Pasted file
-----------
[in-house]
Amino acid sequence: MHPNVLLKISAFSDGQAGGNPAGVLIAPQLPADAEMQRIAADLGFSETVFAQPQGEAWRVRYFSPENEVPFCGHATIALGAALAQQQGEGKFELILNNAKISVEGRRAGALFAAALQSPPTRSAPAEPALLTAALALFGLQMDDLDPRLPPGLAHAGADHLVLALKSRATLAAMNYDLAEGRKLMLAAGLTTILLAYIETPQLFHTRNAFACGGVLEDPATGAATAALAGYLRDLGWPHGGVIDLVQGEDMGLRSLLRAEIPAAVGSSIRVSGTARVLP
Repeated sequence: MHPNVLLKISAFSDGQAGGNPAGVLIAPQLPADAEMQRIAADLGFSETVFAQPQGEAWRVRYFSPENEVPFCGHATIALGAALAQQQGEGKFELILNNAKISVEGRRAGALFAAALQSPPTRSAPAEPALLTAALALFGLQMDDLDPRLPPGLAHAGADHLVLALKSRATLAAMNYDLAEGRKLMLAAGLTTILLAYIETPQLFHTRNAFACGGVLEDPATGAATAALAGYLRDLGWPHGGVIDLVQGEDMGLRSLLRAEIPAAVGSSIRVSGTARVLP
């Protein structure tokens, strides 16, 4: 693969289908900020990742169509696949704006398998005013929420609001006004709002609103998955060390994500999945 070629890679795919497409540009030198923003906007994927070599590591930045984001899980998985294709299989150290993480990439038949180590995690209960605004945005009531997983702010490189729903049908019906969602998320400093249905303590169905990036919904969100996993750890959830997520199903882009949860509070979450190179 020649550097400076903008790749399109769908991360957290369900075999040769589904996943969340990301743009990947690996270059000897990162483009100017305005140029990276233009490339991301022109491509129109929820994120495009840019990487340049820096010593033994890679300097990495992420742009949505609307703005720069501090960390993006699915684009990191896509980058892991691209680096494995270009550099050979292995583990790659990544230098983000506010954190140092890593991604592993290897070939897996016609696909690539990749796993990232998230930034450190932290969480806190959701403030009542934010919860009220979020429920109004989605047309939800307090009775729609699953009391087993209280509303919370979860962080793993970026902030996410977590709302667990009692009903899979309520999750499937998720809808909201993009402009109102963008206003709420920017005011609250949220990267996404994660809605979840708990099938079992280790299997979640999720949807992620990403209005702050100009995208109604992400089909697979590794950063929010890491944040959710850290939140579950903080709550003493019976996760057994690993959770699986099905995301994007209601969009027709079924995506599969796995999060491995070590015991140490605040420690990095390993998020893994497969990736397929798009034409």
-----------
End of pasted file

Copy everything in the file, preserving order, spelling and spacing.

[in-house]
Amino acid sequence: MHPNVLLKISAFSDGQAGGNPAGVLIAPQLPADAEMQRIAADLGFSETVFAQPQGEAWRVRYFSPENEVPFCGHATIALGAALAQQQGEGKFELILNNAKISVEGRRAGALFAAALQSPPTRSAPAEPALLTAALALFGLQMDDLDPRLPPGLAHAGADHLVLALKSRATLAAMNYDLAEGRKLMLAAGLTTILLAYIETPQLFHTRNAFACGGVLEDPATGAATAALAGYLRDLGWPHGGVIDLVQGEDMGLRSLLRAEIPAAVGSSIRVSGTARVLP
Repeated sequence: MHPNVLLKISAFSDGQAGGNPAGVLIAPQLPADAEMQRIAADLGFSETVFAQPQGEAWRVRYFSPENEVPFCGHATIALGAALAQQQGEGKFELILNNAKISVEGRRAGALFAAALQSPPTRSAPAEPALLTAALALFGLQMDDLDPRLPPGLAHAGADHLVLALKSRATLAAMNYDLAEGRKLMLAAGLTTILLAYIETPQLFHTRNAFACGGVLEDPATGAATAALAGYLRDLGWPHGGVIDLVQGEDMGLRSLLRAEIPAAVGSSIRVSGTARVLP
């Protein structure tokens, strides 16, 4: 693969289908900020990742169509696949704006398998005013929420609001006004709002609103998955060390994500999945 070629890679795919497409540009030198923003906007994927070599590591930045984001899980998985294709299989150290993480990439038949180590995690209960605004945005009531997983702010490189729903049908019906969602998320400093249905303590169905990036919904969100996993750890959830997520199903882009949860509070979450190179 020649550097400076903008790749399109769908991360957290369900075999040769589904996943969340990301743009990947690996270059000897990162483009100017305005140029990276233009490339991301022109491509129109929820994120495009840019990487340049820096010593033994890679300097990495992420742009949505609307703005720069501090960390993006699915684009990191896509980058892991691209680096494995270009550099050979292995583990790659990544230098983000506010954190140092890593991604592993290897070939897996016609696909690539990749796993990232998230930034450190932290969480806190959701403030009542934010919860009220979020429920109004989605047309939800307090009775729609699953009391087993209280509303919370979860962080793993970026902030996410977590709302667990009692009903899979309520999750499937998720809808909201993009402009109102963008206003709420920017005011609250949220990267996404994660809605979840708990099938079992280790299997979640999720949807992620990403209005702050100009995208109604992400089909697979590794950063929010890491944040959710850290939140579950903080709550003493019976996760057994690993959770699986099905995301994007209601969009027709079924995506599969796995999060491995070590015991140490605040420690990095390993998020893994497969990736397929798009034409």